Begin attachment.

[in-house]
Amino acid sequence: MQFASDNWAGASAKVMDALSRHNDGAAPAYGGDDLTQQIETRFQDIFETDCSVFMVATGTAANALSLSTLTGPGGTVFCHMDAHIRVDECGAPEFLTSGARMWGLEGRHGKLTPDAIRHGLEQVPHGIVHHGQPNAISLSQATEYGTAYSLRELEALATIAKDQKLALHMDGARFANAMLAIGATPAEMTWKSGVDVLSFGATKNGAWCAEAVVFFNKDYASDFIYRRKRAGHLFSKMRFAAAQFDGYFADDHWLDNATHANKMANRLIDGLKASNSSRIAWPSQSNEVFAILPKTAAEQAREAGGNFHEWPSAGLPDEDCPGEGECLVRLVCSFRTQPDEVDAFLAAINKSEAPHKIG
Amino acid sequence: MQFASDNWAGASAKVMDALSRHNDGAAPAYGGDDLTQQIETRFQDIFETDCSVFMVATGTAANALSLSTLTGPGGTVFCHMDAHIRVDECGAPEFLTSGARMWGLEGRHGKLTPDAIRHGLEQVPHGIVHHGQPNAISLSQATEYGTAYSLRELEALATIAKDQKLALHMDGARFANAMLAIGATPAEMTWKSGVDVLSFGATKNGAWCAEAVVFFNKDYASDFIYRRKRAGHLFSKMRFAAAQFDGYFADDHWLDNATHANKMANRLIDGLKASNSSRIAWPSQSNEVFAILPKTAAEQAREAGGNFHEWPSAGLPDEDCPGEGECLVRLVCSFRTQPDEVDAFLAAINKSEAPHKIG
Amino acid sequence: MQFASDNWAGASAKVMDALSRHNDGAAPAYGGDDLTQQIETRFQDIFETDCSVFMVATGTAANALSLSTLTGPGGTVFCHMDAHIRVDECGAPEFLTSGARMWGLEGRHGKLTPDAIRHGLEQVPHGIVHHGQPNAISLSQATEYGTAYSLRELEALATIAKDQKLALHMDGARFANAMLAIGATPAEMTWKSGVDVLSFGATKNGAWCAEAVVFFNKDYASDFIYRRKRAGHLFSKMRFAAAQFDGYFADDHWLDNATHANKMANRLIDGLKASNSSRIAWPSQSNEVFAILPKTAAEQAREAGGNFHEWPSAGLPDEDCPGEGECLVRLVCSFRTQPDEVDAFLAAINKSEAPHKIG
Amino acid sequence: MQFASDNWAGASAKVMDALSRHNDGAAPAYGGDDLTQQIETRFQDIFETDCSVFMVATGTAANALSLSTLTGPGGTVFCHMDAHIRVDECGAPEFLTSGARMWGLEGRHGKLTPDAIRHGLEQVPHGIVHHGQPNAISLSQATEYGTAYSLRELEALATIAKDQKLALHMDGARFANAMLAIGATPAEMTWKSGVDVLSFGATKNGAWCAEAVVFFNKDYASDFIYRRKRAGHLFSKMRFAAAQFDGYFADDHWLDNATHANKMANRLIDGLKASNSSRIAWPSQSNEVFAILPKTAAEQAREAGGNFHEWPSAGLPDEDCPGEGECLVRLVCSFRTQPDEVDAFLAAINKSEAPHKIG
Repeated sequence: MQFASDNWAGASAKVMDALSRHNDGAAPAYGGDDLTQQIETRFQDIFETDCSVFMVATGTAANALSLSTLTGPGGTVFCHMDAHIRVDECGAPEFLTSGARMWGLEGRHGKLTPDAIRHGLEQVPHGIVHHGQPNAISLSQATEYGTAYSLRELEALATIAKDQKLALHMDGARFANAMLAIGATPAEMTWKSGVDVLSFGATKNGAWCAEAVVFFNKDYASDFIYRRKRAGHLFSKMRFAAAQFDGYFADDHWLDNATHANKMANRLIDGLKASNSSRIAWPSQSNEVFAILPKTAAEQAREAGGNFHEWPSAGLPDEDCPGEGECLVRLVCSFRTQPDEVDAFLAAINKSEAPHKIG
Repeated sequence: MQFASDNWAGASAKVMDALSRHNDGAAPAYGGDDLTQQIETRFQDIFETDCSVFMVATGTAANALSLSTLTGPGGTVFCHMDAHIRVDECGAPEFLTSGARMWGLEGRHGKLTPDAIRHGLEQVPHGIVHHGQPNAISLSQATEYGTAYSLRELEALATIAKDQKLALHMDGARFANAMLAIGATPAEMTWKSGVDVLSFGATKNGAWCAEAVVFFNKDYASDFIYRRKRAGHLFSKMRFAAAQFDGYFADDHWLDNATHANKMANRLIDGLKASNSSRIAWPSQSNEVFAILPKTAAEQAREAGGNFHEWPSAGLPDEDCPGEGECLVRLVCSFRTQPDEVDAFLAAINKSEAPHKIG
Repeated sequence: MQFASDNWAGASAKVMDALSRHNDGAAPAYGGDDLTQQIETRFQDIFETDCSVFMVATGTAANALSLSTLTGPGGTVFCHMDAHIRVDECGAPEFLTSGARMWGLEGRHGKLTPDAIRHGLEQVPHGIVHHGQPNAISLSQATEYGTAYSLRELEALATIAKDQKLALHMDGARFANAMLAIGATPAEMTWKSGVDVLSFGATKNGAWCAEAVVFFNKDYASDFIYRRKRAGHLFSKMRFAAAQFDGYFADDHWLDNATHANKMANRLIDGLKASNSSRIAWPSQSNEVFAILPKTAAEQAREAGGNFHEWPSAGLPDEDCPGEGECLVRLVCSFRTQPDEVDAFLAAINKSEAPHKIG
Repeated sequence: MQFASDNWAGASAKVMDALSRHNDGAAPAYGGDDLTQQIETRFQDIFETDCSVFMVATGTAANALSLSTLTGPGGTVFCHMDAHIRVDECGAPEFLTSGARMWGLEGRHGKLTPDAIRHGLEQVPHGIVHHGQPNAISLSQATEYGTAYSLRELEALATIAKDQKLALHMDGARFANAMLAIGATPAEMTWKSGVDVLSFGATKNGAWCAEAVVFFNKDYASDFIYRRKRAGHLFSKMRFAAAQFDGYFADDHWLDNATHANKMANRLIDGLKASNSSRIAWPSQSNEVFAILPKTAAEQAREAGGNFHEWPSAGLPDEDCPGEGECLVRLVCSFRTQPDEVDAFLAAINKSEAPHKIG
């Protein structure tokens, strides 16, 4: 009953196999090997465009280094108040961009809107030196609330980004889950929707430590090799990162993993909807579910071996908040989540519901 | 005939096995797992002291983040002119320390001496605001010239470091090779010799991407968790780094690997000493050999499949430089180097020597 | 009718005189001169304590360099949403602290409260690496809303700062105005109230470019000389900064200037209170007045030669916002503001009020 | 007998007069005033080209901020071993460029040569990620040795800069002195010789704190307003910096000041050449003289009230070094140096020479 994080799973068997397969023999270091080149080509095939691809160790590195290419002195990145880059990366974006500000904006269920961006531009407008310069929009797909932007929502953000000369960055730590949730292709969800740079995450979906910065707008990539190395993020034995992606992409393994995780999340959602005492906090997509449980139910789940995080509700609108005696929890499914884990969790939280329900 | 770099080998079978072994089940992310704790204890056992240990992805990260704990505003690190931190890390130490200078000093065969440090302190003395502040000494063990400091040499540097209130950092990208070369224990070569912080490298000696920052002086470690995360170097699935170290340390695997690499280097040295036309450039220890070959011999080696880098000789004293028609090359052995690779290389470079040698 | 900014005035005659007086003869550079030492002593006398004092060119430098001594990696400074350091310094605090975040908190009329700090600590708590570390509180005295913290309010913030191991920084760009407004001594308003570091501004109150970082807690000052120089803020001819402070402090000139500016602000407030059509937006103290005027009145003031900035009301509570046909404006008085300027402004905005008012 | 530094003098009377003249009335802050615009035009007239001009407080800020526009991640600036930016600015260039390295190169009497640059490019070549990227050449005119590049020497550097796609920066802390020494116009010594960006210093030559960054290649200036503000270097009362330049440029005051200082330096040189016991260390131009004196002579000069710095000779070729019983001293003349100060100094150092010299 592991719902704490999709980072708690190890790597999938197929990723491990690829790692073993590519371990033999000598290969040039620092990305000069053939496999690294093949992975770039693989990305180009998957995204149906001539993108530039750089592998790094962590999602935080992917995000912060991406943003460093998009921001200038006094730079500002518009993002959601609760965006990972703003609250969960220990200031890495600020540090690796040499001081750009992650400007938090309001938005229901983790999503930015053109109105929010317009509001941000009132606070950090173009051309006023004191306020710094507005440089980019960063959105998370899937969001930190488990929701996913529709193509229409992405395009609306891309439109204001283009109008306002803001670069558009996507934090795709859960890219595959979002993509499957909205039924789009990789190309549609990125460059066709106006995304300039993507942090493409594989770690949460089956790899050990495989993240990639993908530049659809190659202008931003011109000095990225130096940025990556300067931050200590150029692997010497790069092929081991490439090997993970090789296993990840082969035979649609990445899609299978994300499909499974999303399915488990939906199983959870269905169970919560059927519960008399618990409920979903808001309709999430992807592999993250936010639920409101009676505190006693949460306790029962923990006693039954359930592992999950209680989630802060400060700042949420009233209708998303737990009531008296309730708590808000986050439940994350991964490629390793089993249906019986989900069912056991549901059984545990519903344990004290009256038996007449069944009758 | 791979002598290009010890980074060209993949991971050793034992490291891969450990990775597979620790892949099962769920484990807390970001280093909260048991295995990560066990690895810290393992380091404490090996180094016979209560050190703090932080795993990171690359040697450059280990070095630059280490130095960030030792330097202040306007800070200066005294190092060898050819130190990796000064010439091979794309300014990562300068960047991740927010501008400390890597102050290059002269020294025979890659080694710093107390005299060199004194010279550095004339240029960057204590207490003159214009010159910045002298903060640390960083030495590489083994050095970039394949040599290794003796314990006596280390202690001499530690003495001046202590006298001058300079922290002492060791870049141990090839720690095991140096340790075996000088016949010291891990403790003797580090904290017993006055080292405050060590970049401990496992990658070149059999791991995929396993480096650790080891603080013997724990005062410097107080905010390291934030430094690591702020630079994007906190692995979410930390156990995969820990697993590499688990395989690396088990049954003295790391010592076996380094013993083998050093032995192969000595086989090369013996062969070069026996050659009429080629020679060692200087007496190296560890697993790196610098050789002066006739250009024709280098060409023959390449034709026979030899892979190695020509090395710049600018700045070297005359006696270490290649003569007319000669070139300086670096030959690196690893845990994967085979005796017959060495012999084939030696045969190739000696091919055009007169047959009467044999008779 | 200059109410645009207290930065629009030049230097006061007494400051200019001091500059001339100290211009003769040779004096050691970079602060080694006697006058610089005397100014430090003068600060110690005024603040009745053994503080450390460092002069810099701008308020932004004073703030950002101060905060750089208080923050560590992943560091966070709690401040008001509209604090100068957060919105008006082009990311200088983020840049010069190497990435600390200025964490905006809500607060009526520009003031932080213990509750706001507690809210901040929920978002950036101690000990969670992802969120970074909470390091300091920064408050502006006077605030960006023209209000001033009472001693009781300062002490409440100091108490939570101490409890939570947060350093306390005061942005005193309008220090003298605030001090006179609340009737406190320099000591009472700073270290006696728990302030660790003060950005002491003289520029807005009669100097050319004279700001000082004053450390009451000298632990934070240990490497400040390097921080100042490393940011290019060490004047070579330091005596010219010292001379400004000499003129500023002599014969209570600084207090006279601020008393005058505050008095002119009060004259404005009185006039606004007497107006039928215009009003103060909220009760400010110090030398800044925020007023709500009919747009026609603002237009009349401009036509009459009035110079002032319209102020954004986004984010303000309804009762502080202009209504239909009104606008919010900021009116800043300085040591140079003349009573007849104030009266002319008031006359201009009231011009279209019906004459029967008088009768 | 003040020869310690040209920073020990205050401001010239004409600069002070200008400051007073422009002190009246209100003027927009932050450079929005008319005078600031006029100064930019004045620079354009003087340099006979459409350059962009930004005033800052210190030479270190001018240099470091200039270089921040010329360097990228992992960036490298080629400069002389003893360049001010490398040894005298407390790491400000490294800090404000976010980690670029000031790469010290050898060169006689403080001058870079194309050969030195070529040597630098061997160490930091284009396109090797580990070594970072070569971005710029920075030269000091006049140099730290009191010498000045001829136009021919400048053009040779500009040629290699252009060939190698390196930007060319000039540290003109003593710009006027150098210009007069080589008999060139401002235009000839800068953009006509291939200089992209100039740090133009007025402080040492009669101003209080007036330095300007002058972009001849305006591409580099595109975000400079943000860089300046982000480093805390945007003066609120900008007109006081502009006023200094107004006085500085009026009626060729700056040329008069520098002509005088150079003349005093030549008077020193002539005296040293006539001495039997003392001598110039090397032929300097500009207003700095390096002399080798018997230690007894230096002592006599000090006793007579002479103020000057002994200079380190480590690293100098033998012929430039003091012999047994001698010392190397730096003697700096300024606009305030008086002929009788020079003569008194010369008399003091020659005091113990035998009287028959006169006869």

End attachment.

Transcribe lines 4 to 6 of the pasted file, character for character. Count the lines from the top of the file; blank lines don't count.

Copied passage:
Amino acid sequence: MQFASDNWAGASAKVMDALSRHNDGAAPAYGGDDLTQQIETRFQDIFETDCSVFMVATGTAANALSLSTLTGPGGTVFCHMDAHIRVDECGAPEFLTSGARMWGLEGRHGKLTPDAIRHGLEQVPHGIVHHGQPNAISLSQATEYGTAYSLRELEALATIAKDQKLALHMDGARFANAMLAIGATPAEMTWKSGVDVLSFGATKNGAWCAEAVVFFNKDYASDFIYRRKRAGHLFSKMRFAAAQFDGYFADDHWLDNATHANKMANRLIDGLKASNSSRIAWPSQSNEVFAILPKTAAEQAREAGGNFHEWPSAGLPDEDCPGEGECLVRLVCSFRTQPDEVDAFLAAINKSEAPHKIG
Amino acid sequence: MQFASDNWAGASAKVMDALSRHNDGAAPAYGGDDLTQQIETRFQDIFETDCSVFMVATGTAANALSLSTLTGPGGTVFCHMDAHIRVDECGAPEFLTSGARMWGLEGRHGKLTPDAIRHGLEQVPHGIVHHGQPNAISLSQATEYGTAYSLRELEALATIAKDQKLALHMDGARFANAMLAIGATPAEMTWKSGVDVLSFGATKNGAWCAEAVVFFNKDYASDFIYRRKRAGHLFSKMRFAAAQFDGYFADDHWLDNATHANKMANRLIDGLKASNSSRIAWPSQSNEVFAILPKTAAEQAREAGGNFHEWPSAGLPDEDCPGEGECLVRLVCSFRTQPDEVDAFLAAINKSEAPHKIG
Repeated sequence: MQFASDNWAGASAKVMDALSRHNDGAAPAYGGDDLTQQIETRFQDIFETDCSVFMVATGTAANALSLSTLTGPGGTVFCHMDAHIRVDECGAPEFLTSGARMWGLEGRHGKLTPDAIRHGLEQVPHGIVHHGQPNAISLSQATEYGTAYSLRELEALATIAKDQKLALHMDGARFANAMLAIGATPAEMTWKSGVDVLSFGATKNGAWCAEAVVFFNKDYASDFIYRRKRAGHLFSKMRFAAAQFDGYFADDHWLDNATHANKMANRLIDGLKASNSSRIAWPSQSNEVFAILPKTAAEQAREAGGNFHEWPSAGLPDEDCPGEGECLVRLVCSFRTQPDEVDAFLAAINKSEAPHKIG